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Twelve nation members of the Trans-Pacific Partnership (TPP) hold a meeting in Lahaina, Maui, Hawaii July 28, 2015. (Marco Garcia/Reuters)
Twelve nation members of the Trans-Pacific Partnership (TPP) hold a meeting in Lahaina, Maui, Hawaii July 28, 2015. (Marco Garcia/Reuters)

Nathaniel Lipkus

The TPP’s IP provisions put Canada on level ground Add to ...

In October, Canada and 11 other Pacific Rim countries announced completion of the Trans-Pacific Partnership negotiations, a multilateral agreement covering 40 per cent of the global economy. Intellectual property in the TPP has been a lightning rod for international controversy. In the past few years, WikiLeaks released secret drafts of the IP chapter that had protesters rallying against the IP provisions every time negotiators convened.

The protection of IP will always be controversial. A successful economy requires robust market competition. The granting of IP rights necessarily delays that competition for years, even generations. The controversy boils over when access to an essential technology is curtailed, such as when patented AIDS medicines were prohibitively expensive in Africa during the pandemic of the late 1990s and early 2000s.

But IP has played a foundational role in promoting investment in innovation from the Industrial Revolution to the Internet Revolution. And we owe it to our innovators and the public to strike the right balance between encouraging investment in innovation and enabling much-needed access to it.

There has been much anxiety expressed about whether TPP strikes that balance. Initially, the United States drafted an alarmingly paternalistic IP chapter that would have exported U.S. IP laws to TPP countries without much room for interpretation or variation.

But that is not where we ended up, and it appears that we have Canada’s negotiators to thank. The WikiLeaks drafts reveal that Canada lined up with other like-minded countries to oppose many U.S. demands, particularly where they would have required changes to Canadian law. They said “No” to the patenting of animals, “No” to five-year patent term extensions for pharmaceuticals and “No” to overly aggressive requirements for Internet service providers to remove or disable online content.

In the end, many of the battleground IP issues were resolved by striking what appears to be a quintessentially Canadian balance. The United States pushed valiantly for 12 years of monopoly protection for expensive biologic medicines, but settled for eight years. Canada was the only country in the talks to have already struck a domestic balance at eight years. Similarly, in regulating the activities of ISPs, the negotiators appear to have rejected the U.S. notice-and-takedown approach for a softer notice-and-notice approach already in place in Canada.

To be sure, Canada will have to make some changes to its IP laws to implement TPP. Some will involve enhancing IP protection, such as increasing the term of copyright protection to 70 years from 50. Certain malicious trade secret abuses will be criminalized. Conversely, some changes will involve introducing limitations on IP, such as by creating a scheme for cancelling problematic marks of origin for foods and beverages. Over all, the impact on Canada’s IP laws will be far less than for other TPP countries.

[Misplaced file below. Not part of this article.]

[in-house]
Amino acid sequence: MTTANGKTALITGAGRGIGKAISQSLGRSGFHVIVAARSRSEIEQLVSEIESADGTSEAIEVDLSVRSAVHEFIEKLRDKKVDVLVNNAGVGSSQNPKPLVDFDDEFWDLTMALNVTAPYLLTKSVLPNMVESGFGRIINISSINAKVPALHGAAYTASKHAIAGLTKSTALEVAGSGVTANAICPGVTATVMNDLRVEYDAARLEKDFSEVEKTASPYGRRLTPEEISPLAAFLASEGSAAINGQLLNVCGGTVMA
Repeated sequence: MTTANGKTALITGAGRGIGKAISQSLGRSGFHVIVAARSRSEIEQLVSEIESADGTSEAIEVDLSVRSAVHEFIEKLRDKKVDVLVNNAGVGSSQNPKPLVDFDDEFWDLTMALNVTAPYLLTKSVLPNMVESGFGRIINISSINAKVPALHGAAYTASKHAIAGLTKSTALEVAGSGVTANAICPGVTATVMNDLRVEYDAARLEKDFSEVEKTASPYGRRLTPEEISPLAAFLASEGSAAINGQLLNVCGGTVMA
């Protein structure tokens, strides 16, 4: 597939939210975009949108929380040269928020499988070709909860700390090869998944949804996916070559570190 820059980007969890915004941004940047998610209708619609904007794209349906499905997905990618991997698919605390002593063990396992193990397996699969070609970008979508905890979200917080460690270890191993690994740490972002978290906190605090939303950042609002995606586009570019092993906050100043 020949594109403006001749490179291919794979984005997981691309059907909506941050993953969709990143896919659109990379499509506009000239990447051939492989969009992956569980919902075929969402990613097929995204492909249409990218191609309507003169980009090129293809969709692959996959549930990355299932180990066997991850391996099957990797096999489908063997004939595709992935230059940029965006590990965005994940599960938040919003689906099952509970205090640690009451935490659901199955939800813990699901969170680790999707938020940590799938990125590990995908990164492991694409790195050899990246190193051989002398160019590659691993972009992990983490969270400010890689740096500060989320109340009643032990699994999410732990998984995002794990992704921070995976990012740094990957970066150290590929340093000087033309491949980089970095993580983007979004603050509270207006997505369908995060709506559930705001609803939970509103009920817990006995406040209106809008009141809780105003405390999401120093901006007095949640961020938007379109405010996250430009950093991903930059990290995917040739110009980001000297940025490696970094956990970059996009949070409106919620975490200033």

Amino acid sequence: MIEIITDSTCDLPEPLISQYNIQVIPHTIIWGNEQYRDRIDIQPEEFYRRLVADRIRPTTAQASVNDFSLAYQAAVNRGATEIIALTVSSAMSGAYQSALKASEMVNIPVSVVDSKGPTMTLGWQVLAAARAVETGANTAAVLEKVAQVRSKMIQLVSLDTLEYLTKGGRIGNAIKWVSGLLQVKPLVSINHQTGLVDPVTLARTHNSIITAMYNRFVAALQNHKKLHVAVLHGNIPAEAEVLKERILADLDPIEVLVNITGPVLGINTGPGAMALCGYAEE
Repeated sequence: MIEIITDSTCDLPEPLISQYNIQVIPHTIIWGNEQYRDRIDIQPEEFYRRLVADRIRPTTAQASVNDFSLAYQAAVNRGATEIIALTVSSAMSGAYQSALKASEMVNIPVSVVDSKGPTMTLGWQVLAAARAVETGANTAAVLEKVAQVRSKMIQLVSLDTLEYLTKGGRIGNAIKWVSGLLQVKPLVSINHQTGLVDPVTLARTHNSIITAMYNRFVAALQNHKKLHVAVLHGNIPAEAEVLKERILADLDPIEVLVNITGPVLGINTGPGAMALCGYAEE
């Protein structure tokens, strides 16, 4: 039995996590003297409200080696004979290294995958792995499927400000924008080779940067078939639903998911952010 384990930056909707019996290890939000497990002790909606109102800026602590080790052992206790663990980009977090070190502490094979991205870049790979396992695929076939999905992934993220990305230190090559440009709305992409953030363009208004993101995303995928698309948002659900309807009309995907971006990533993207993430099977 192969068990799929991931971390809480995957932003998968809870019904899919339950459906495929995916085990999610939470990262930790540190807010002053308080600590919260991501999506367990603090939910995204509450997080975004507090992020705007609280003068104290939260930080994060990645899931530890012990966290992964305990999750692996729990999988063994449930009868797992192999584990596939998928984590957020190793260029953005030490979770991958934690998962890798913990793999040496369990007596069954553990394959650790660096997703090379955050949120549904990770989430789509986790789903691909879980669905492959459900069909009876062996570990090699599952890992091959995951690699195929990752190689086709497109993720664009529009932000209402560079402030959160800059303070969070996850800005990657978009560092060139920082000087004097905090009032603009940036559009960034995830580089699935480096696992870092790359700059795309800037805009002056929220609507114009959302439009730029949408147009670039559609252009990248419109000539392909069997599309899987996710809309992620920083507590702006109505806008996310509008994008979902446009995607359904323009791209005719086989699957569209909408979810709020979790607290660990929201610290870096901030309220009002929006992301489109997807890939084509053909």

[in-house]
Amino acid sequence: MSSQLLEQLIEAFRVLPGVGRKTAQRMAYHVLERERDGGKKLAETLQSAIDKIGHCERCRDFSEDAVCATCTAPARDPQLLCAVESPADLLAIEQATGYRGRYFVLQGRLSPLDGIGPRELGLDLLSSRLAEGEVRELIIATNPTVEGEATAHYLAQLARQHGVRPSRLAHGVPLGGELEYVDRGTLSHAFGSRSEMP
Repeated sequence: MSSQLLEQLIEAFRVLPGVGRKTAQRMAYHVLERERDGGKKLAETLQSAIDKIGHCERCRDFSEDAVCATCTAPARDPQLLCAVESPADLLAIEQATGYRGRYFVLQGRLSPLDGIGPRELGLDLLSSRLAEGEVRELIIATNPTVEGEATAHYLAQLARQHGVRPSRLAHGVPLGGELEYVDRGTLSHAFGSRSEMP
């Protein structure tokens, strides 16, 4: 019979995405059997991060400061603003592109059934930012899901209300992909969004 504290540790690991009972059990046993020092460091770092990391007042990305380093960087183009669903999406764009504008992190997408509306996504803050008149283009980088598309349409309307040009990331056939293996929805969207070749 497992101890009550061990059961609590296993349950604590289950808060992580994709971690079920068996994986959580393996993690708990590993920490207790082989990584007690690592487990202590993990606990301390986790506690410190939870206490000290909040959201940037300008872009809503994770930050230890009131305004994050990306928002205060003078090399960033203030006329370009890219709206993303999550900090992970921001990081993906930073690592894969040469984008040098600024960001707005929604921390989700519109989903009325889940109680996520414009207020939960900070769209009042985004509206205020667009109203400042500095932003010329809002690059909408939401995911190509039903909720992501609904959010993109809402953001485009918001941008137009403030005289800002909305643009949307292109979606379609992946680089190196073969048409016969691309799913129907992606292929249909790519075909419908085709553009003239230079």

TPP’s adoption of a Canadian balance was no accident. Canada has always had very healthy advocacy on both sides of the IP spectrum. Canada’s negotiators struck a hard-fought balance when negotiating IP with the European Union trade deal. When staring at the United States on one side of the TPP negotiating table and less developed countries on the other, the Canadian approach probably offered a pragmatic middle ground.

Time will tell whether the deal has unintended consequences. But, if anything, the IP chapter puts Canadian innovators on a level playing field with innovators throughout the TPP region, and the rules protecting their IP should become simpler and more harmonized. Given the complexity of the issues and the actors at the table, this is a good result.

The level playing field is a blessing and curse for any trade agreement. Can Canada’s innovators compete with Silicon Valley and elsewhere when IP rules are harmonized? This is a genuine question of industrial and innovation policy that should hold legislators’ attention. Winning the innovation game is widely viewed as the key to sustainable growth.

We do have reasons to worry. Canadians certainly know how to innovate – the University of Toronto recently placed third in the world for its scientific output in the annual National Taiwan University Ranking, and there are numerous stories of small startups and emerging businesses across the country making their mark. Yet, our universities and businesses lag far behind U.S. counterparts in capturing their IP and converting it into revenue.

TPP is a reality check. With or without it, Canadian innovators will be competing tooth and nail with like-minded, well-educated innovators around the world. TPP just puts this reality front of mind. Before embarking in post-TPP competition, our best and brightest innovators deserve the very best in infrastructural and policy support so they are positioned to win.

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